A few years back our camp had a couple of first-timers who arrived in a beautiful Class A RV with a “toy box” attached. About three days into the burn, they packed up and left, telling us that no one had been welcoming or friendly toward them. But the reality is that they secluded themselves in their RV most of the day, and rarely reached out to meet people. Perhaps this tidy pair of Midwesterners was put off by the diverse, rag-tag bunch that is the Burning Man population. Maybe they just suffered from shyness.
But the point is, you have to stretch yourself if you really want to benefit from the kinds of relationships that can be formed at Burning Man. As an older couple, my wife and I could easily segregate ourselves from the large numbers of much younger people who populate the playa. But we choose otherwise. One of the reasons we love Burning Man is because it makes us feel young, and part of feeling young is making friends with young people in our camp and throughout Burning Man.
In the default world, I tend to be a quiet individual most of the time, and I don’t often initiate conversations with strangers. But I am different at Burning Man. I love to start conversations or join in on conversations that sound interesting to me. As a couple we constantly seek out other individuals and couples who don’t resemble us in one way or another. They’re either from other countries, from other lifestyles, or just different because of their dress or bodily decorations (everything from piercings to tats).
Stretching ourselves to meet people who seem different enriches our experience at Burning Man and our lives as a whole. We drop our pretentions and prejudices in favor of an assertive effort to embrace as many people as possible and be open to all comers. We are constantly surprised by the revelations we receive from people we meet at Burning Man, and are changed by our experiences.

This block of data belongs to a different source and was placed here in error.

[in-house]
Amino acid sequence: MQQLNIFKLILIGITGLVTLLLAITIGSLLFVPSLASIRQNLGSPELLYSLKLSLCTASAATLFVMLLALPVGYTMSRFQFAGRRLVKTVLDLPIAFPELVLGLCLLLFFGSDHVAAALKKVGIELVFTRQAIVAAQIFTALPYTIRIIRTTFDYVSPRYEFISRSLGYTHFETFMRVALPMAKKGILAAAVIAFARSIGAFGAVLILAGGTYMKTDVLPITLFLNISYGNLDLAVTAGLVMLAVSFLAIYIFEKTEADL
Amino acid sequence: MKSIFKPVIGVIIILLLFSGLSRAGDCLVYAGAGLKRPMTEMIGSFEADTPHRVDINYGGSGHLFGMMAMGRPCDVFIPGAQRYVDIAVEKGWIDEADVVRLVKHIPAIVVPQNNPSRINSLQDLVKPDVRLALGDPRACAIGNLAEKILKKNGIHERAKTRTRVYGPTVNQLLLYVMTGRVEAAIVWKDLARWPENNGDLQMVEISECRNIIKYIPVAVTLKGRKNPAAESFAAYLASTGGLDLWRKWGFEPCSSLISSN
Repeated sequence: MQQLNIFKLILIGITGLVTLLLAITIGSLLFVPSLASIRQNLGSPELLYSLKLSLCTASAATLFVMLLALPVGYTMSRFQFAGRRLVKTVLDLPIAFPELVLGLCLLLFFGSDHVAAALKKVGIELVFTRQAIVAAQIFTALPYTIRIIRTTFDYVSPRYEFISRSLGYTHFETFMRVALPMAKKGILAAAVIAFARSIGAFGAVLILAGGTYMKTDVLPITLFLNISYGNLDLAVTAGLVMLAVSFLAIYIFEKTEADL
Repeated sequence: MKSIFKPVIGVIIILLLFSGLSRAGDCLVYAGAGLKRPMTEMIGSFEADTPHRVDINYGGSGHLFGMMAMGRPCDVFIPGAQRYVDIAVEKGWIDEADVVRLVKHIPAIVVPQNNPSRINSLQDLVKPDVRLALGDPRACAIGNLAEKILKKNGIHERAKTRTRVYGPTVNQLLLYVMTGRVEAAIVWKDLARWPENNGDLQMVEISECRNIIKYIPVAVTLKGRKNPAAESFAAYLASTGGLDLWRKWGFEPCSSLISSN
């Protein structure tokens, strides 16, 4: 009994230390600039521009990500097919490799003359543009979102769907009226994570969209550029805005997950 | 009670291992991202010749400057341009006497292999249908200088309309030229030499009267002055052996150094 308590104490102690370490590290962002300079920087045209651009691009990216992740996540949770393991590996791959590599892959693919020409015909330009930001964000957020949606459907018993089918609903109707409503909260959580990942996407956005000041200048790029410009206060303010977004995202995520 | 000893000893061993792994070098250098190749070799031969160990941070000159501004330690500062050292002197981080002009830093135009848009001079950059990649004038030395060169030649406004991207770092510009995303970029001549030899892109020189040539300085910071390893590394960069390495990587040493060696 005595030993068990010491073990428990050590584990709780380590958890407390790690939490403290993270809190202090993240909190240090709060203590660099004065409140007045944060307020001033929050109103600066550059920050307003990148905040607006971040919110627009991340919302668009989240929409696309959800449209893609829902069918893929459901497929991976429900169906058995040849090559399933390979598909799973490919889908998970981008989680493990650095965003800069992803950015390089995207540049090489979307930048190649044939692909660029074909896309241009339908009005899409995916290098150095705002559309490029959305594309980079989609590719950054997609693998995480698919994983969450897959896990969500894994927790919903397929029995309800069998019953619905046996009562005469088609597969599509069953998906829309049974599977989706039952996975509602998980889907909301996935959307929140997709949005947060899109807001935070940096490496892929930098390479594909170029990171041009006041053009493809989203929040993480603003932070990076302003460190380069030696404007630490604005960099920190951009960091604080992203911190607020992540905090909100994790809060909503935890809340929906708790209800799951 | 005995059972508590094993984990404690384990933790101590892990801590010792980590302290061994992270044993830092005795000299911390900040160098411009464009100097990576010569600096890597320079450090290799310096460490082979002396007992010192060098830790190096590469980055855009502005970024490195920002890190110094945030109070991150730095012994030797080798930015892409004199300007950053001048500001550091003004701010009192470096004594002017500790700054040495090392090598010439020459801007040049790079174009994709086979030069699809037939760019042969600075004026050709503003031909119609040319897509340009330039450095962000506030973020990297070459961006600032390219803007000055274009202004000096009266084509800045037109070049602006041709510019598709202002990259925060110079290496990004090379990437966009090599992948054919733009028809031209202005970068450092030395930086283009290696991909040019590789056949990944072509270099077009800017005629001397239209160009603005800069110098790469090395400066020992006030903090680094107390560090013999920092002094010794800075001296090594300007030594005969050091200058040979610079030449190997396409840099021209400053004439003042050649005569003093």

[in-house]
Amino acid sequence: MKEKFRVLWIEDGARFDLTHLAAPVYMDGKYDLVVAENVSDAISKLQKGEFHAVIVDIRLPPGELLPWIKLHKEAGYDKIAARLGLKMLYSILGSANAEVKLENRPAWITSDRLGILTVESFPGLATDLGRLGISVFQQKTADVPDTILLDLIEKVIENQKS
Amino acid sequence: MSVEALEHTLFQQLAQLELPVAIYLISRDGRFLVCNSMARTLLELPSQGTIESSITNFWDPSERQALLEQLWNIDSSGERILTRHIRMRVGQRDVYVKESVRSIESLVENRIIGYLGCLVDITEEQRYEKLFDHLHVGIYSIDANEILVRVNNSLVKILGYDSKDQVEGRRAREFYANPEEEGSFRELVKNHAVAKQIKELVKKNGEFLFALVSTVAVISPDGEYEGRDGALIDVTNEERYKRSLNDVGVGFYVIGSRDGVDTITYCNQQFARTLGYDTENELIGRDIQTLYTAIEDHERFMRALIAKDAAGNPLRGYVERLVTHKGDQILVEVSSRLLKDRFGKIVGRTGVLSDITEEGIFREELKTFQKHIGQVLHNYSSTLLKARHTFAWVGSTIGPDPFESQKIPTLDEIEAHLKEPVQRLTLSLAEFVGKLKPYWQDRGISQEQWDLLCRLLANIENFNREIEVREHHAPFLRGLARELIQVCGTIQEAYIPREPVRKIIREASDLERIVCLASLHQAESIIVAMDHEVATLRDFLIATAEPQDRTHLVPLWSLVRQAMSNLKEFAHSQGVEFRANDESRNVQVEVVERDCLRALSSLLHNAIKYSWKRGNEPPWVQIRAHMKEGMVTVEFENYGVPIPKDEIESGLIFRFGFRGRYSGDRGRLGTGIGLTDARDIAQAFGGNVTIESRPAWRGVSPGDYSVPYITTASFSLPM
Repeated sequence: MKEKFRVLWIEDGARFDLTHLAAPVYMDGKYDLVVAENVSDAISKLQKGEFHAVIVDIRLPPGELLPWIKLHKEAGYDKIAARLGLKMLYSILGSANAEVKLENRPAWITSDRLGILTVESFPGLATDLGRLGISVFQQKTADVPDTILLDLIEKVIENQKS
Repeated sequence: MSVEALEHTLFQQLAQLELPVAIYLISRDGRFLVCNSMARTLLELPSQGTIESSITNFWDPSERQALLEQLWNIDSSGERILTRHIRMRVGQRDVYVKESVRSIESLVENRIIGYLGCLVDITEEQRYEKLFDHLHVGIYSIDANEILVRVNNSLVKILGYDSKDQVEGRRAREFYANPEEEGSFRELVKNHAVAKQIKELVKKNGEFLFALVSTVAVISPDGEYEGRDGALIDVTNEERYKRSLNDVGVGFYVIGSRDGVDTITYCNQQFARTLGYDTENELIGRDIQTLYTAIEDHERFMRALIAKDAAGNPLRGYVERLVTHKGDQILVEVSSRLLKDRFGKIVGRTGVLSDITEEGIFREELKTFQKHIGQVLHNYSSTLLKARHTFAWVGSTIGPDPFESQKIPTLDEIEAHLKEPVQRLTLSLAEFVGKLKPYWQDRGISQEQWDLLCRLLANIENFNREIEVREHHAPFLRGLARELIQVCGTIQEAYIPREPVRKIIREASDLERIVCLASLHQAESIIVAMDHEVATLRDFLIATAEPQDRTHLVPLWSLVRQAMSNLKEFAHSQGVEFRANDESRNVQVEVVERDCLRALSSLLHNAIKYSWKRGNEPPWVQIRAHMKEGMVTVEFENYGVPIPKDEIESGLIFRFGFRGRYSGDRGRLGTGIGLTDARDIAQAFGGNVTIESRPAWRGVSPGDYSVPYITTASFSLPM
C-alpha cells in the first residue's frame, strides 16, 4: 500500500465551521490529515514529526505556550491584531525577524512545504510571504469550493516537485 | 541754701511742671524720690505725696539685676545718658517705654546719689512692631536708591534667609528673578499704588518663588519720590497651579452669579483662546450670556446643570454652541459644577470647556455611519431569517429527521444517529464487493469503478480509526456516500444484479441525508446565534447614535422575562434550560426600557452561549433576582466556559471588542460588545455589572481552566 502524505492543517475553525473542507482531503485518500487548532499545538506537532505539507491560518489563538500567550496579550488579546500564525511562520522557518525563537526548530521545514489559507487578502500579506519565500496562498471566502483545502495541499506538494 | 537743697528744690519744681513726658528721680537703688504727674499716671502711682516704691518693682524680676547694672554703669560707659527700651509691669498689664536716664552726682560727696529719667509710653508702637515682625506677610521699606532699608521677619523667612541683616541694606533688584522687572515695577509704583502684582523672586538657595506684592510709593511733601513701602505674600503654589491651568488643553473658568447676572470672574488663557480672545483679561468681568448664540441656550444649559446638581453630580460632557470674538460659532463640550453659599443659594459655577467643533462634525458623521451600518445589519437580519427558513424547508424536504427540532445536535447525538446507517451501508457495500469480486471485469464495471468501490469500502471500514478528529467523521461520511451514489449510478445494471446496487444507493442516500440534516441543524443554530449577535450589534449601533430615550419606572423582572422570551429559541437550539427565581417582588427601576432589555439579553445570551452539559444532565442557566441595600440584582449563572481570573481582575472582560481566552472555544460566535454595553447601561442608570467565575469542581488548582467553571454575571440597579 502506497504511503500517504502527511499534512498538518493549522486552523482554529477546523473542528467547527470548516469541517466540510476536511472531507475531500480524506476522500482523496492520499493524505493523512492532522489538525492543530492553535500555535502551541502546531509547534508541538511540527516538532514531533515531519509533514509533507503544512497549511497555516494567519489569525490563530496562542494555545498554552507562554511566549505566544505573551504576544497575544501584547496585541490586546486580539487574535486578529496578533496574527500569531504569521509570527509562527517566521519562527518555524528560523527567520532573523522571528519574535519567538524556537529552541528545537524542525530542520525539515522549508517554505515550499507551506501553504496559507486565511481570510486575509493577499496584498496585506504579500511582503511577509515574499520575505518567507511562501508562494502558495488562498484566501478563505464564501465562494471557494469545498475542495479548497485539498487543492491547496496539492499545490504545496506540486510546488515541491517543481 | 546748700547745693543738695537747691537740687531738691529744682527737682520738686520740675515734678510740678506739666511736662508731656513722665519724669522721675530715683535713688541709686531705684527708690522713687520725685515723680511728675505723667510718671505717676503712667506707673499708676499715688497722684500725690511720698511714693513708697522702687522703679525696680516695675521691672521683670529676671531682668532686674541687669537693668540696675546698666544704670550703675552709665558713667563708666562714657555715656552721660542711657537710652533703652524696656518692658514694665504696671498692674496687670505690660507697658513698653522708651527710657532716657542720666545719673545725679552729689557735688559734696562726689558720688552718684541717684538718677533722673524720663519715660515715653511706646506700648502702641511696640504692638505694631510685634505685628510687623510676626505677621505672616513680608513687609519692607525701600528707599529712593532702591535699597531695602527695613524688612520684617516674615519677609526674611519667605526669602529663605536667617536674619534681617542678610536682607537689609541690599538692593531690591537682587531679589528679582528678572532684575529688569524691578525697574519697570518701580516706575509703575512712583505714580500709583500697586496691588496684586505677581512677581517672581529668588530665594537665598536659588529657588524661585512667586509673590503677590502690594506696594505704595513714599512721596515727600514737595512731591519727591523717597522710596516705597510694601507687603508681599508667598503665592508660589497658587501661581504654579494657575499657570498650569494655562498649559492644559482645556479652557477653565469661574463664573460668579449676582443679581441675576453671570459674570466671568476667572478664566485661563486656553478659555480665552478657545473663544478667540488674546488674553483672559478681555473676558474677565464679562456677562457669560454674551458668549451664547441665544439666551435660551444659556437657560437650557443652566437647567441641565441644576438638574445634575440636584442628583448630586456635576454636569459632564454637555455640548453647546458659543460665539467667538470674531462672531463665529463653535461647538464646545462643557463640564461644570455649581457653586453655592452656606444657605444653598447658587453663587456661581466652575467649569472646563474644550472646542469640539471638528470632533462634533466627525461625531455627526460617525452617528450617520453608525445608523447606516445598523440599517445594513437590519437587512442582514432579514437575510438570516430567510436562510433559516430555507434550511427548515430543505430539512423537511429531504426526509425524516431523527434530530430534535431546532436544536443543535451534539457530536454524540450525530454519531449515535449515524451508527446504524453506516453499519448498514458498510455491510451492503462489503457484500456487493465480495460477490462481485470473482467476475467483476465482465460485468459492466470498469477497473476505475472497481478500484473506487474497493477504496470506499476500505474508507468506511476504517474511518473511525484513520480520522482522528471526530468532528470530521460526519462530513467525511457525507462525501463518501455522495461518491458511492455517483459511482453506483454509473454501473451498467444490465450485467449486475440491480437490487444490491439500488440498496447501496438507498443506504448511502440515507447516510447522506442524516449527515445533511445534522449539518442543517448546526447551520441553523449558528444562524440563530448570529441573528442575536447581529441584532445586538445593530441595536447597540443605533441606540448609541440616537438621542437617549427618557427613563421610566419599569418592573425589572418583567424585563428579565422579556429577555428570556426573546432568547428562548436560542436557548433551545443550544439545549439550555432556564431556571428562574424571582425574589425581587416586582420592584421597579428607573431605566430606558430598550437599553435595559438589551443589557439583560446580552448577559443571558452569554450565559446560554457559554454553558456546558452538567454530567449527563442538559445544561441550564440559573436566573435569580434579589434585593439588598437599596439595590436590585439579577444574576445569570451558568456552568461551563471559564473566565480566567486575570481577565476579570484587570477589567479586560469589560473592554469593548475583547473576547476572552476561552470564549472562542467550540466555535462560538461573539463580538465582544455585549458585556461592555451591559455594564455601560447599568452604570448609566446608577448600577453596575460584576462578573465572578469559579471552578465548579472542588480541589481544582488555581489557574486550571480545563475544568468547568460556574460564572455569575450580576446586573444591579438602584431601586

This attitude has trickled into our daily lives off the playa and made us open and welcoming to people of all ages, backgrounds and persuasions. We have gained something beyond empathy for all people – we now have an excitement about meeting people who, specifically, don’t look and act like us. We are eager to break out of our shells and touch more aspects of the world. And we are far less judgmental than we used to be – far more open to seeing inner behavior vs. outer appearance.
Over the years, we have naturally moved toward more outrageous dress and actions ourselves. While we’ll never be tats and piercing people, we enjoy expressing ourselves creatively through costumes, dress and participation in fun events that mark Burning Man. Our volunteering is part of this process of doing new things and meeting new people.
We have been lucky enough to meet some wonderful people with whom we stay in contact in addition to our Lamplighter friends who we stay in touch with via Facebook and occasional activities outside of Burning Man.
So my advice to new Burners is simple: don’t seclude yourself away in an RV or even within your own shell. Reach out. People will respond and your experiences will be all the richer.